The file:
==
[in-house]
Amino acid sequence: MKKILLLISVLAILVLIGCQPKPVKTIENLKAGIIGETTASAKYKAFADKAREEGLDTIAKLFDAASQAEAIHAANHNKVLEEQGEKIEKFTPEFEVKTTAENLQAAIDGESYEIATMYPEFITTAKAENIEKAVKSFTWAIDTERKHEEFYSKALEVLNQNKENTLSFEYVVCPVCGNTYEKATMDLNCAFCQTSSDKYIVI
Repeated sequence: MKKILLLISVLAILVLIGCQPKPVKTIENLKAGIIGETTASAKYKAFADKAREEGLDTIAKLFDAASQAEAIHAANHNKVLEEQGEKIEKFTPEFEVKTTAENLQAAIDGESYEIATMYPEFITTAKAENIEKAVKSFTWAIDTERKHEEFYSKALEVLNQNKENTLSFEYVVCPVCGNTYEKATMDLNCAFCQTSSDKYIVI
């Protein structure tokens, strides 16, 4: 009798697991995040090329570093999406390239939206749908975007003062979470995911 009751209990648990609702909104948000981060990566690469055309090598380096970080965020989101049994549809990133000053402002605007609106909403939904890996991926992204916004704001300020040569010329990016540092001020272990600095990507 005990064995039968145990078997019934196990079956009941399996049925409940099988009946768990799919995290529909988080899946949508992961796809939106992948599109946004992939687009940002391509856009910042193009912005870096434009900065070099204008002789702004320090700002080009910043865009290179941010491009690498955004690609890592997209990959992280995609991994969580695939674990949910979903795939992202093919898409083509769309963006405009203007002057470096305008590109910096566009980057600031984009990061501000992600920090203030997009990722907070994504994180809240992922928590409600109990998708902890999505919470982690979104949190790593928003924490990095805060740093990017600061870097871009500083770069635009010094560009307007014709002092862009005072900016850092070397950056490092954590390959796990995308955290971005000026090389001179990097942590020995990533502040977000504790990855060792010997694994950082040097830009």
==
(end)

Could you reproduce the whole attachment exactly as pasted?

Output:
[in-house]
Amino acid sequence: MKKILLLISVLAILVLIGCQPKPVKTIENLKAGIIGETTASAKYKAFADKAREEGLDTIAKLFDAASQAEAIHAANHNKVLEEQGEKIEKFTPEFEVKTTAENLQAAIDGESYEIATMYPEFITTAKAENIEKAVKSFTWAIDTERKHEEFYSKALEVLNQNKENTLSFEYVVCPVCGNTYEKATMDLNCAFCQTSSDKYIVI
Repeated sequence: MKKILLLISVLAILVLIGCQPKPVKTIENLKAGIIGETTASAKYKAFADKAREEGLDTIAKLFDAASQAEAIHAANHNKVLEEQGEKIEKFTPEFEVKTTAENLQAAIDGESYEIATMYPEFITTAKAENIEKAVKSFTWAIDTERKHEEFYSKALEVLNQNKENTLSFEYVVCPVCGNTYEKATMDLNCAFCQTSSDKYIVI
């Protein structure tokens, strides 16, 4: 009798697991995040090329570093999406390239939206749908975007003062979470995911 009751209990648990609702909104948000981060990566690469055309090598380096970080965020989101049994549809990133000053402002605007609106909403939904890996991926992204916004704001300020040569010329990016540092001020272990600095990507 005990064995039968145990078997019934196990079956009941399996049925409940099988009946768990799919995290529909988080899946949508992961796809939106992948599109946004992939687009940002391509856009910042193009912005870096434009900065070099204008002789702004320090700002080009910043865009290179941010491009690498955004690609890592997209990959992280995609991994969580695939674990949910979903795939992202093919898409083509769309963006405009203007002057470096305008590109910096566009980057600031984009990061501000992600920090203030997009990722907070994504994180809240992922928590409600109990998708902890999505919470982690979104949190790593928003924490990095805060740093990017600061870097871009500083770069635009010094560009307007014709002092862009005072900016850092070397950056490092954590390959796990995308955290971005000026090389001179990097942590020995990533502040977000504790990855060792010997694994950082040097830009």